Plastic Pollution here to stay?

We have all seen, either first hand while on holiday, or in the media, the appalling tonnage of plastic waste building up in our oceans and in countries where it has been shamelessly dumped.

In 2019, the WWF found that each of us could be ingesting the equivalent of a credit card of plastic every week containing toxic chemicals, including PFAS, which are also known as ‘forever chemicals’, because they break down very slowly and are becoming linked to some serious health issues. 

However, during April, I was hopeful that a Global Plastic Reduction Treaty might place restrictions on the production of plastic, reducing it by 40% over 15 years to protect human health and our environment.

The global plastic reduction target would be legally binding, like the Paris agreement to to limit global temperature rise to 1.5C.

Global plastic production has soared from 2m tonnes in 1950 to a massive 348m tonnes in 2017 and is expected to double by 2040. Can you remember life in the 50’s, 60’s and early 70’s before single use plastics existed? Now they are ubiquitous!

We like to think that when we painstakingly rinse and sort our plastics that we are ‘doing our bit’ for the environment. Sadly, In the UK, we recycle less than half of our plastic waste. A survey by the charity Recoup suggests that only 7% of plastic film, which accounts for 70% of our plastic waste, is recycled.

The majority of our waste is exported to be ‘recycled’ or incinerated abroad. Turkey is one of the biggest destinations for the UK’s plastic waste and the amount being exported to lower income countries such as Vietnam and Malaysia is increasing.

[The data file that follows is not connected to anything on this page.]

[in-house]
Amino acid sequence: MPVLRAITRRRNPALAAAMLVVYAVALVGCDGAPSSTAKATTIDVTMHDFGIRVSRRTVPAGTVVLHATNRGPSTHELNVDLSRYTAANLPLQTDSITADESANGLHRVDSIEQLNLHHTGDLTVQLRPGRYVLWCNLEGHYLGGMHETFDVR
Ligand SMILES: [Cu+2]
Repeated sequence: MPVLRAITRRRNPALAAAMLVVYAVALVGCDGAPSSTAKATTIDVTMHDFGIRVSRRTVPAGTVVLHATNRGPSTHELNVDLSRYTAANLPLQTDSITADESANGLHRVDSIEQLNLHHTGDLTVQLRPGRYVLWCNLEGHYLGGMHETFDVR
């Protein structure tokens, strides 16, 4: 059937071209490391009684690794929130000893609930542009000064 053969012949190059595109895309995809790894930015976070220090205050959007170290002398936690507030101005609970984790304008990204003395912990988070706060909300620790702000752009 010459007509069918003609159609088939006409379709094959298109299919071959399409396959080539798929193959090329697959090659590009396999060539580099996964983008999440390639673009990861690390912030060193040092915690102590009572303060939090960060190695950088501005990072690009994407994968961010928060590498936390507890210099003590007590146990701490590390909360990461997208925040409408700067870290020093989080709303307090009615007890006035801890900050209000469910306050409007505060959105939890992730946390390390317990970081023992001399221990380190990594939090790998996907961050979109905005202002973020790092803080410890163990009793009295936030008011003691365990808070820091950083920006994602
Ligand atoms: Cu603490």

In 2021, the environmental group Greenpeace found that exported plastic waste was being illegally dumped and burned in Turkey. In 2020, it found that the burning of exported plastic in Malaysia was polluting soil and water with chemicals known to damage the nervous system and other organs including the brain.

Added to this, about 11m tonnes of plastic leaches into our oceans each year, causing terrible problems to wildlife and by 2040 the scale of this marine plastic waste pollution is likely to triple.

So who are the top polluters in the UK?

  • Coca-Cola tops the list being responsible for 17%.
  • McDonalds comes in second, responsible for 11%.
  • PepsiCo comes a close third
  • Together, these biggest polluting brands were responsible for 37% of all branded pollution collected during the audit.

Given all that pollution, the prospect of an international treaty to cut plastic at source raised my spirits. It was pioneered by two countries of the global south, Rwanda and Peru.

However, just as in COP 28 where 2,456 fossil fuel lobbyists undermined the final outcome, something similar seems to have happened here, resulting no final agreement to reduce the £610 billion plastic production industry.

It would appear that key countries of the global north capitulated to pressure from lobbyists, so although the proposal was supported by 29 countries including Australia, Denmark, Portugal and the Netherlands, the UK and US were not among them.

Once again, the future of humanity, our health and our complex eco-systems, are being put at risk by vested interests. They simply don’t include the needs of the environment and humanity in their calculations of profit.

Against these odds, will anything we do as individuals make any difference? Probably not. Should we still do it? ABSOLUTELY!


*Data from the Dirty Dozen Report by Surfers Against Sewage 2023

Primary Sources:

Clare Carlile, Ethical Consumer

Friday 15th of March 2024

Sandra Laville, The Guardian 3rd May 2024


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